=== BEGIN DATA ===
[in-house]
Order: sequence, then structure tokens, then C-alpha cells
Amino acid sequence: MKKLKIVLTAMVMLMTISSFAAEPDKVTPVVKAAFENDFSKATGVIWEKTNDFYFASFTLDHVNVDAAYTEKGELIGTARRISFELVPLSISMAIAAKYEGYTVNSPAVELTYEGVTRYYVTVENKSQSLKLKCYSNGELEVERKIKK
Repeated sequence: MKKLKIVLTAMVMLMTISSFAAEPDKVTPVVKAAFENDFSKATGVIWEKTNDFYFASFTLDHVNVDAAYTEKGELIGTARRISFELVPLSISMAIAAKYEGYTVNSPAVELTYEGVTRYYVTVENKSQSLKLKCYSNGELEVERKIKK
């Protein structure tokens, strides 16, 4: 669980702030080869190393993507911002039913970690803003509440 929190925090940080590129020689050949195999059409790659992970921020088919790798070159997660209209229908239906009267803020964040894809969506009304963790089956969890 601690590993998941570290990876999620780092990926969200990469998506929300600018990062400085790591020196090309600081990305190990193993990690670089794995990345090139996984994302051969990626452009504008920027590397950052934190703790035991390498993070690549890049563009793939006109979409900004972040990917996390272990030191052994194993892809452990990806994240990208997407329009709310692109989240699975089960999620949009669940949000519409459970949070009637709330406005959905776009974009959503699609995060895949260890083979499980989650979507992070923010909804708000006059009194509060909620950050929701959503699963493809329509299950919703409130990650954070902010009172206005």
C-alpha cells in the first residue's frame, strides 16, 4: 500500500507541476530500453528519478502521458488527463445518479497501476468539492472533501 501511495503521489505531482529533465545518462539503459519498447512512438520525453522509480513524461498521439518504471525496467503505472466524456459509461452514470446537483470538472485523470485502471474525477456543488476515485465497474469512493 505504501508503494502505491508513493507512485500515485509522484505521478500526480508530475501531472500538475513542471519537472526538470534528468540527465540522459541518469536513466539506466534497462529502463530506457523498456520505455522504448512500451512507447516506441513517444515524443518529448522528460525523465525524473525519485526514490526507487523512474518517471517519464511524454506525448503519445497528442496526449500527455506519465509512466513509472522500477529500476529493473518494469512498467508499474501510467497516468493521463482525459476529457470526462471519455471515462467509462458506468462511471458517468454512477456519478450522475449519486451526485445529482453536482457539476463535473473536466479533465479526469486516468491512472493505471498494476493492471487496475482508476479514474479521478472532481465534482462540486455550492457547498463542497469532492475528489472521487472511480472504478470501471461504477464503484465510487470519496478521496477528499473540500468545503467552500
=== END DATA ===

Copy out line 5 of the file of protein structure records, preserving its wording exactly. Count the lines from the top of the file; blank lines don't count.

């Protein structure tokens, strides 16, 4: 669980702030080869190393993507911002039913970690803003509440 929190925090940080590129020689050949195999059409790659992970921020088919790798070159997660209209229908239906009267803020964040894809969506009304963790089956969890 601690590993998941570290990876999620780092990926969200990469998506929300600018990062400085790591020196090309600081990305190990193993990690670089794995990345090139996984994302051969990626452009504008920027590397950052934190703790035991390498993070690549890049563009793939006109979409900004972040990917996390272990030191052994194993892809452990990806994240990208997407329009709310692109989240699975089960999620949009669940949000519409459970949070009637709330406005959905776009974009959503699609995060895949260890083979499980989650979507992070923010909804708000006059009194509060909620950050929701959503699963493809329509299950919703409130990650954070902010009172206005």